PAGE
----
How To Face Down Your Spookiest Writing Fears — Áine Greaney
Vampires? Witches? Ghouls? Politicians? Yes, they’re Halloween scary (maybe), but on our worst writing days, they’ve got nothing on our spookiest writer moments. Right?
Here are the three aspects of the writing life that can send us screeching and cowering under our bed covers. I’m also including some suggested fixes.
1. How to Overcome Writers Block (Eeek! The Blank Screen!)
You wake up with this idea that’s so clever that you skip breakfast and grab a quick coffee on your way to your writing desk. Then you type furiously while visions of that Pulitzer dance in your head. You stop. You re-read. You want to puke. You delete it all and now you’re plain stumped for what — if anything — to write.
Or you’re under a big, hairy deadline, but then, 12 hours before submission time, your brain circuits all fizzle and blow. Now you can’t speak, let alone write. Oh. Hell.
How to fix writers block: Get outside and take a walk or a run. Don’t worry. The writer’s pity party will still be in full swing when you return. When you get back, pick up your hand-writing journal to tease out what’s stalling you in this project. Or, if you’re not under deadline, take a break from this freakish project to work on a different one-preferably in a different genre.
2. What to Do With That Rejection Letter
You drafted, re-drafted, edited, polished (and polished). Then, you submitted that short story or essay to that well researched and apparently perfect market. You followed their submission guidelines. Your piece is within the required word count. And now, here in your email in-box is one of those, “This-didn’t-work-for-us” notes.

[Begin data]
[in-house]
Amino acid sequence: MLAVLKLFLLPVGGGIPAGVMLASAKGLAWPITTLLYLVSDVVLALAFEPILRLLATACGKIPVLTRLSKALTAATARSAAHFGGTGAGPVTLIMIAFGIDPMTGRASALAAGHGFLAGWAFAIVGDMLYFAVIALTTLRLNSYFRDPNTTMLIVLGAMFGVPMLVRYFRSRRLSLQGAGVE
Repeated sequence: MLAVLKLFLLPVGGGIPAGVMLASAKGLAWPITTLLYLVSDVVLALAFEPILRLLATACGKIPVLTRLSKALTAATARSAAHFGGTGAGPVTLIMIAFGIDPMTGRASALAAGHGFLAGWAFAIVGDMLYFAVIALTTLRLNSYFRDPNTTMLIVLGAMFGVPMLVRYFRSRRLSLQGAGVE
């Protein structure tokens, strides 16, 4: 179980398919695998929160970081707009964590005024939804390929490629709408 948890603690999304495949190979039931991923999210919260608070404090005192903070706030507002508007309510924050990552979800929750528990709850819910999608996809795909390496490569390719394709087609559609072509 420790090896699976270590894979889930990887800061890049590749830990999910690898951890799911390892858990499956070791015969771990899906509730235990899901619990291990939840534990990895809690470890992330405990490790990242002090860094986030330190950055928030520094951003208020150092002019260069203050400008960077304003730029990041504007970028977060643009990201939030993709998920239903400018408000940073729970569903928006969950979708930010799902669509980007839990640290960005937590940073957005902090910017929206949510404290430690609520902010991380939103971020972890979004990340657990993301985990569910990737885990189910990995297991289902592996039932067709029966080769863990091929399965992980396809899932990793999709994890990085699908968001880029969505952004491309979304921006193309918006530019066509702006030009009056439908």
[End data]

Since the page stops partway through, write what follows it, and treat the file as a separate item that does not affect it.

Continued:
How to react to writers rejection: First, exorcise (as in, “cast out thy demons”) all self-blame or -flagellation. If you truly worked hard on your submitted piece, then remember that all writing and reading is subjective. I mean, how many New York Times bestsellers have you read that you honestly, truly loved (in my case, not many)? Also: This rejection may have little or nothing to do with the quality of this piece. It’s certainly not an indictment of you as a writer. Or as a person. If the editor was kind enough to offer suggestions, use them to create a better draft.
The best cure for writer’s rejection? Review your piece, fix any boo-boos and, within 24 hours, submit it to a new and more selective market.
3. When Are You Too Old to Write That Book or Essay or Memoir?
Next scary question, please?
No, seriously. Today’s workplaces demand more and more of us, and our 24/7, hyper-connected lifestyle doesn’t help. In or beyond the workplace, it seems like there’s always someone who needs you. Now, you’re facing down a milestone birthday and here’s that inner voice telling you that life has whizzed by, and so has your dream of being a writer.
How to combat your own writer’s ageism: First, you deserve to write. And taking time out to write does not mean that you are reneging on your work or family responsibilities or caregiving. Instead, writing means taking care of your own wellness to make you a better employee, a better parent, a better caregiver. Look at your entire week. Find some spots in there for quick, incidental writing opportunities. Insert those days and times into your appointment calendar. Early mornings? Lunch hours? Café on the way home from work? Turn off the T.V. at night. If it really matters to you, make a plan and start tomorrow.
Originally published at http://www.ainegreaney.com.